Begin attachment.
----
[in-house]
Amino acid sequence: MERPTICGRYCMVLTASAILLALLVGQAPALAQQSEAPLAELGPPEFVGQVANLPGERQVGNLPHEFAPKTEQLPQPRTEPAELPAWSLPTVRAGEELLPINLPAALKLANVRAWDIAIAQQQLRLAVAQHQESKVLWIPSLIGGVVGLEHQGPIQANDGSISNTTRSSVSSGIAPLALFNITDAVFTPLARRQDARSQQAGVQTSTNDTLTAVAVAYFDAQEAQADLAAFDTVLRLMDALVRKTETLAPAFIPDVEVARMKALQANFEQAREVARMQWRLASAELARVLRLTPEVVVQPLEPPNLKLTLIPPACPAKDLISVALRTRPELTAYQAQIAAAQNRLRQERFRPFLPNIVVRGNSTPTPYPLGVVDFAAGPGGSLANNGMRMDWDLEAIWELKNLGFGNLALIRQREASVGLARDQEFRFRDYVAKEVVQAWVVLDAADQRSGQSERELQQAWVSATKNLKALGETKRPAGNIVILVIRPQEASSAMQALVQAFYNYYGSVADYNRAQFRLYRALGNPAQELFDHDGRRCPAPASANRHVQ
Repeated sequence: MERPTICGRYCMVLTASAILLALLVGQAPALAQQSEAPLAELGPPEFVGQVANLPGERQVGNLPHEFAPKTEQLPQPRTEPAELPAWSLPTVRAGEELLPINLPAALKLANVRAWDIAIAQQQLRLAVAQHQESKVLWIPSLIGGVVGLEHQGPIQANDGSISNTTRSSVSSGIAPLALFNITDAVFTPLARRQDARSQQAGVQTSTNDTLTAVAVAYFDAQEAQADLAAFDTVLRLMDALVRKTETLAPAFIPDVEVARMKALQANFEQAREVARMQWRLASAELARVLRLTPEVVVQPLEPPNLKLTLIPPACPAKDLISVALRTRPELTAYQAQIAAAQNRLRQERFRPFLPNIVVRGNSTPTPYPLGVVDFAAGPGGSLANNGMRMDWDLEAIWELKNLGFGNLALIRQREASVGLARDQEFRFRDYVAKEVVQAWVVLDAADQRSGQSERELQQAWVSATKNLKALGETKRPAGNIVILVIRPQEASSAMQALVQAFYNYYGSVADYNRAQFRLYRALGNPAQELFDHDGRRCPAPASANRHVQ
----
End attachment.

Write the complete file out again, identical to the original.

[in-house]
Amino acid sequence: MERPTICGRYCMVLTASAILLALLVGQAPALAQQSEAPLAELGPPEFVGQVANLPGERQVGNLPHEFAPKTEQLPQPRTEPAELPAWSLPTVRAGEELLPINLPAALKLANVRAWDIAIAQQQLRLAVAQHQESKVLWIPSLIGGVVGLEHQGPIQANDGSISNTTRSSVSSGIAPLALFNITDAVFTPLARRQDARSQQAGVQTSTNDTLTAVAVAYFDAQEAQADLAAFDTVLRLMDALVRKTETLAPAFIPDVEVARMKALQANFEQAREVARMQWRLASAELARVLRLTPEVVVQPLEPPNLKLTLIPPACPAKDLISVALRTRPELTAYQAQIAAAQNRLRQERFRPFLPNIVVRGNSTPTPYPLGVVDFAAGPGGSLANNGMRMDWDLEAIWELKNLGFGNLALIRQREASVGLARDQEFRFRDYVAKEVVQAWVVLDAADQRSGQSERELQQAWVSATKNLKALGETKRPAGNIVILVIRPQEASSAMQALVQAFYNYYGSVADYNRAQFRLYRALGNPAQELFDHDGRRCPAPASANRHVQ
Repeated sequence: MERPTICGRYCMVLTASAILLALLVGQAPALAQQSEAPLAELGPPEFVGQVANLPGERQVGNLPHEFAPKTEQLPQPRTEPAELPAWSLPTVRAGEELLPINLPAALKLANVRAWDIAIAQQQLRLAVAQHQESKVLWIPSLIGGVVGLEHQGPIQANDGSISNTTRSSVSSGIAPLALFNITDAVFTPLARRQDARSQQAGVQTSTNDTLTAVAVAYFDAQEAQADLAAFDTVLRLMDALVRKTETLAPAFIPDVEVARMKALQANFEQAREVARMQWRLASAELARVLRLTPEVVVQPLEPPNLKLTLIPPACPAKDLISVALRTRPELTAYQAQIAAAQNRLRQERFRPFLPNIVVRGNSTPTPYPLGVVDFAAGPGGSLANNGMRMDWDLEAIWELKNLGFGNLALIRQREASVGLARDQEFRFRDYVAKEVVQAWVVLDAADQRSGQSERELQQAWVSATKNLKALGETKRPAGNIVILVIRPQEASSAMQALVQAFYNYYGSVADYNRAQFRLYRALGNPAQELFDHDGRRCPAPASANRHVQ